Cuddy and Feder Law Firms New York
Cuddy and Feder Law Firms New York

As we have chronicled in this space, New York State courts are gradually re-opening for business. The trend continues with the announcement that beginning on Monday, April 13, the New York State Surrogate’s Courts will accept the filing of new estate/administration petitions for a fiduciary (administrator or executor) to be appointed in order to protect estate assets while matters are pending.

In other words, the Surrogate’s Court is allowing those individuals who are either (a) nominated as an executor under a decedent’s will or (b) qualified to apply as an administrator of the estate of someone who died without a will to file applications with the Court for appointment as fiduciary of the decedent’s estate. While, at this time, for new filings the Court will not issue permanent letters testamentary or administration—meaning, the Court will not determine the merits of the application or admit a will to probate, if there is one—the Court may, if it deems it appropriate, appoint the petitioner as a preliminary executor or administrator.

Under the applicable statute, the powers of a preliminary executor or administrator are quite broad, and include the ability to marshal all personal property, including financial accounts, and take possession of, manage and sell real property. But in appointing a preliminary executor or administrator, the Court is entitled to restrict the authority and powers of the fiduciary. In most cases, though, the Court will permit the preliminary fiduciary to investigate and marshal estate assets to ensure they are safeguarded pending appointment of a permanent executor or administrator.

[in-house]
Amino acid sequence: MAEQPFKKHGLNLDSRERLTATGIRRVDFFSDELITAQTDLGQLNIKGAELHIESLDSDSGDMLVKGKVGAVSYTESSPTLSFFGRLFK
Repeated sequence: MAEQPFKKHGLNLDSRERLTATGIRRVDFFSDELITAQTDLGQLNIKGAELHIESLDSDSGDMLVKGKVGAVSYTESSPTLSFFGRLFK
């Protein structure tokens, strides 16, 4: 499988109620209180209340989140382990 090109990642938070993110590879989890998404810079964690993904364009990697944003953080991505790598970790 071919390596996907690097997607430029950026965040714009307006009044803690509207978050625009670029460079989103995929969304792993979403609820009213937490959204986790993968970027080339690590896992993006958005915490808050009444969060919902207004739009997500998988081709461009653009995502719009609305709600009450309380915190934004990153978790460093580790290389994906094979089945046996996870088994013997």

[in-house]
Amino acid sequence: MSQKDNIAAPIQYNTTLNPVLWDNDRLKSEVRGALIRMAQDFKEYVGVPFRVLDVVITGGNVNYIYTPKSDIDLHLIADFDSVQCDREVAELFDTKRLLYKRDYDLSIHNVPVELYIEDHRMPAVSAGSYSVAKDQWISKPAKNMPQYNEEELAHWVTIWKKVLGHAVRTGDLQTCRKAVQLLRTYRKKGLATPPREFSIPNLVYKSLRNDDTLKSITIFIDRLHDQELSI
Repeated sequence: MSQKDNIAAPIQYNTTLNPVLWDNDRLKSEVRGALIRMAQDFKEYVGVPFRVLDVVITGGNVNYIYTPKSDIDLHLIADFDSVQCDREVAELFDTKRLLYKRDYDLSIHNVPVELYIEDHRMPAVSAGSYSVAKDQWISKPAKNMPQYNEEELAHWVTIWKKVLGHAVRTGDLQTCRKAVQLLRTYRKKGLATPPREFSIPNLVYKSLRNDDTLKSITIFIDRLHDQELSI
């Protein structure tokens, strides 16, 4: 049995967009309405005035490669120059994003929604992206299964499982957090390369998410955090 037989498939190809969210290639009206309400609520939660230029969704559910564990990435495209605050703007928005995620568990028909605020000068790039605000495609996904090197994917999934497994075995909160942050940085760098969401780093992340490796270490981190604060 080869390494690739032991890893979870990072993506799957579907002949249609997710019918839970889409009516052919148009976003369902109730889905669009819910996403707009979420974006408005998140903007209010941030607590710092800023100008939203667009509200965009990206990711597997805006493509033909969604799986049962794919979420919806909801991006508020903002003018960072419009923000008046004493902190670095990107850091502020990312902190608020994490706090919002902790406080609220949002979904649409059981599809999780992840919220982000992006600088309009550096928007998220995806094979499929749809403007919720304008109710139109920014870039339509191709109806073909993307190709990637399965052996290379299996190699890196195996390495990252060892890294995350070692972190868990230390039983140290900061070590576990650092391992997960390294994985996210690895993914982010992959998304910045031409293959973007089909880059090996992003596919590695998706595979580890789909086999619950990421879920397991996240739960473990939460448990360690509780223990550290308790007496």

Appointment of a preliminary fiduciary is important because it allows the fiduciary, among other things, to (a) ensure estate assets, such as real property, do not languish or sustain damage and (b) collect income properly payable to the estate. Accordingly, a nominated or eligible fiduciary should pursue appointment.

The Surrogate’s Court’s acceptance of new estate and administration petitions marks yet another significant step forward in the New York State court system’s goal to continue serving the public during these unparalleled and difficult times. For more information contact

The following materials, and all other materials on this website, are intended for informational purposes only, are not to be construed as either legal advice or as advertising by Cuddy & Feder LLP or any of its attorneys, and do not create an attorney-client relationship between you and Cuddy & Feder LLP. Please seek the advice of an attorney before relying on any information contained herein.


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